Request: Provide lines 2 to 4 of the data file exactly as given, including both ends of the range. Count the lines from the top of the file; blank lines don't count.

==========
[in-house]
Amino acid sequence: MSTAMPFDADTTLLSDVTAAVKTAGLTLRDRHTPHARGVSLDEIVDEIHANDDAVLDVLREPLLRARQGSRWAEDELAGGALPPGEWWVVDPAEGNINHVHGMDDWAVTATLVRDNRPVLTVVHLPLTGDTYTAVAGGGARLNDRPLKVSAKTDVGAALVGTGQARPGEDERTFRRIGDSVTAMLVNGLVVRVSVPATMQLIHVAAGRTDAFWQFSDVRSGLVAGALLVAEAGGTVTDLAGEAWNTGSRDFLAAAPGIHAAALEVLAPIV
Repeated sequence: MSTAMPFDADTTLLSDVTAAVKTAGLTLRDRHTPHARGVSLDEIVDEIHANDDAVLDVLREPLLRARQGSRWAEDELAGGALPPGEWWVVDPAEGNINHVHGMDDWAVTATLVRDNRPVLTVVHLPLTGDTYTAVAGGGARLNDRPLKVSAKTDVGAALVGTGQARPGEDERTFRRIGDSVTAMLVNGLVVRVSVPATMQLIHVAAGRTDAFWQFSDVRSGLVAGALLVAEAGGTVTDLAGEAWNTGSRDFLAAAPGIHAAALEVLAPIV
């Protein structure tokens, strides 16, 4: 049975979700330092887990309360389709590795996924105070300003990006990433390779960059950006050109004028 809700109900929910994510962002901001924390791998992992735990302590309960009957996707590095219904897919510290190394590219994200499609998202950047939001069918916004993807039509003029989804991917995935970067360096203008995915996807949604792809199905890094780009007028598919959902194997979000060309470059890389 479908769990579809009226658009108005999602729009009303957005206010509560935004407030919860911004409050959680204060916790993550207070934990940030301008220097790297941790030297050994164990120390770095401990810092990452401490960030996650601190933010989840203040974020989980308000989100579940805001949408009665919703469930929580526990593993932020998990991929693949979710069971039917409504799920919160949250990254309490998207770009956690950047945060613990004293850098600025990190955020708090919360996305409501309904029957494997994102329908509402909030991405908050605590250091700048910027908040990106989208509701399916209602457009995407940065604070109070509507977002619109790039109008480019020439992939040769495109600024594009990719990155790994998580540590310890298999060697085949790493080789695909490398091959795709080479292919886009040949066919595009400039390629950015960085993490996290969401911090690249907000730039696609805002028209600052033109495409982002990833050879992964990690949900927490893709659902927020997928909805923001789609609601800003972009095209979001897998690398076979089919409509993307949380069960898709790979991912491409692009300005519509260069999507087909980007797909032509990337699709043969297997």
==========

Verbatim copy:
Amino acid sequence: MSTAMPFDADTTLLSDVTAAVKTAGLTLRDRHTPHARGVSLDEIVDEIHANDDAVLDVLREPLLRARQGSRWAEDELAGGALPPGEWWVVDPAEGNINHVHGMDDWAVTATLVRDNRPVLTVVHLPLTGDTYTAVAGGGARLNDRPLKVSAKTDVGAALVGTGQARPGEDERTFRRIGDSVTAMLVNGLVVRVSVPATMQLIHVAAGRTDAFWQFSDVRSGLVAGALLVAEAGGTVTDLAGEAWNTGSRDFLAAAPGIHAAALEVLAPIV
Repeated sequence: MSTAMPFDADTTLLSDVTAAVKTAGLTLRDRHTPHARGVSLDEIVDEIHANDDAVLDVLREPLLRARQGSRWAEDELAGGALPPGEWWVVDPAEGNINHVHGMDDWAVTATLVRDNRPVLTVVHLPLTGDTYTAVAGGGARLNDRPLKVSAKTDVGAALVGTGQARPGEDERTFRRIGDSVTAMLVNGLVVRVSVPATMQLIHVAAGRTDAFWQFSDVRSGLVAGALLVAEAGGTVTDLAGEAWNTGSRDFLAAAPGIHAAALEVLAPIV
């Protein structure tokens, strides 16, 4: 049975979700330092887990309360389709590795996924105070300003990006990433390779960059950006050109004028 809700109900929910994510962002901001924390791998992992735990302590309960009957996707590095219904897919510290190394590219994200499609998202950047939001069918916004993807039509003029989804991917995935970067360096203008995915996807949604792809199905890094780009007028598919959902194997979000060309470059890389 479908769990579809009226658009108005999602729009009303957005206010509560935004407030919860911004409050959680204060916790993550207070934990940030301008220097790297941790030297050994164990120390770095401990810092990452401490960030996650601190933010989840203040974020989980308000989100579940805001949408009665919703469930929580526990593993932020998990991929693949979710069971039917409504799920919160949250990254309490998207770009956690950047945060613990004293850098600025990190955020708090919360996305409501309904029957494997994102329908509402909030991405908050605590250091700048910027908040990106989208509701399916209602457009995407940065604070109070509507977002619109790039109008480019020439992939040769495109600024594009990719990155790994998580540590310890298999060697085949790493080789695909490398091959795709080479292919886009040949066919595009400039390629950015960085993490996290969401911090690249907000730039696609805002028209600052033109495409982002990833050879992964990690949900927490893709659902927020997928909805923001789609609601800003972009095209979001897998690398076979089919409509993307949380069960898709790979991912491409692009300005519509260069999507087909980007797909032509990337699709043969297997």